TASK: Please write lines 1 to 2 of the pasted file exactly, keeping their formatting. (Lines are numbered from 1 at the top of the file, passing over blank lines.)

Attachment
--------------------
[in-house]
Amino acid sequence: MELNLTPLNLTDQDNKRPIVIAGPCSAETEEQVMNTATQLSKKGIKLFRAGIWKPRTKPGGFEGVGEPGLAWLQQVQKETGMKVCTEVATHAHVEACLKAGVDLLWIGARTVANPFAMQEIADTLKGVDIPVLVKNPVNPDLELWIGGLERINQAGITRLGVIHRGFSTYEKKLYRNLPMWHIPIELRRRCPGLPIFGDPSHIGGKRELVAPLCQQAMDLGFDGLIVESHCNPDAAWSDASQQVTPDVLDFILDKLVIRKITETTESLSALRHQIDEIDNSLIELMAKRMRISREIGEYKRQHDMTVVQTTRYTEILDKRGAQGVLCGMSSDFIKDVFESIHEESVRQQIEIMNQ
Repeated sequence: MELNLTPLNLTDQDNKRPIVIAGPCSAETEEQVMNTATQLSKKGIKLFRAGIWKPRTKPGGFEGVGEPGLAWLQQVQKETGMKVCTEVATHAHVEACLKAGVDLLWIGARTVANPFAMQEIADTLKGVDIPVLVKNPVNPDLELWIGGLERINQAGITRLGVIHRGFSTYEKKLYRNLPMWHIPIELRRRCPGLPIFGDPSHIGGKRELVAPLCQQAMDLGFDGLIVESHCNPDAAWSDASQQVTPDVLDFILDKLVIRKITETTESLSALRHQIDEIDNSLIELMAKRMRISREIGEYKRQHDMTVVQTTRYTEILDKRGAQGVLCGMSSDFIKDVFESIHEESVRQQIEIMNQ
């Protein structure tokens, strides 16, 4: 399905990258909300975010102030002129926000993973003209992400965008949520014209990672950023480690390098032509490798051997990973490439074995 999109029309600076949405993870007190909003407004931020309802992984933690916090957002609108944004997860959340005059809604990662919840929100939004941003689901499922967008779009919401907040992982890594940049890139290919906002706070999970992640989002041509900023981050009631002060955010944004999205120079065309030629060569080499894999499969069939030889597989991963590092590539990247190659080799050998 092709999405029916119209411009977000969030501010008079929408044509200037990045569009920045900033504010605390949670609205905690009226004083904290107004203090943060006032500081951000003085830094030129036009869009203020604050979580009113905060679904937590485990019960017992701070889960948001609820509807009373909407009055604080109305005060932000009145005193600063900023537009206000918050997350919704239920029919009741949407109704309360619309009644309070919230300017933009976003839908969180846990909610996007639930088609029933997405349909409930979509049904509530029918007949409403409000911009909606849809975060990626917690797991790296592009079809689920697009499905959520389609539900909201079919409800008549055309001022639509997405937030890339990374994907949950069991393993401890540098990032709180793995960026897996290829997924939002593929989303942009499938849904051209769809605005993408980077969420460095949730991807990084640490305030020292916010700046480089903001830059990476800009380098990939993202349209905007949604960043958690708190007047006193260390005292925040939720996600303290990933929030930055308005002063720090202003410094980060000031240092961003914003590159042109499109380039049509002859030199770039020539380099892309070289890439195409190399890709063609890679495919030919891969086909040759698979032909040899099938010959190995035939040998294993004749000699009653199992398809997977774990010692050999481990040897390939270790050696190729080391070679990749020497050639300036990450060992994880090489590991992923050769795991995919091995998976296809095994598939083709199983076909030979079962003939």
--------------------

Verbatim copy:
[in-house]
Amino acid sequence: MELNLTPLNLTDQDNKRPIVIAGPCSAETEEQVMNTATQLSKKGIKLFRAGIWKPRTKPGGFEGVGEPGLAWLQQVQKETGMKVCTEVATHAHVEACLKAGVDLLWIGARTVANPFAMQEIADTLKGVDIPVLVKNPVNPDLELWIGGLERINQAGITRLGVIHRGFSTYEKKLYRNLPMWHIPIELRRRCPGLPIFGDPSHIGGKRELVAPLCQQAMDLGFDGLIVESHCNPDAAWSDASQQVTPDVLDFILDKLVIRKITETTESLSALRHQIDEIDNSLIELMAKRMRISREIGEYKRQHDMTVVQTTRYTEILDKRGAQGVLCGMSSDFIKDVFESIHEESVRQQIEIMNQ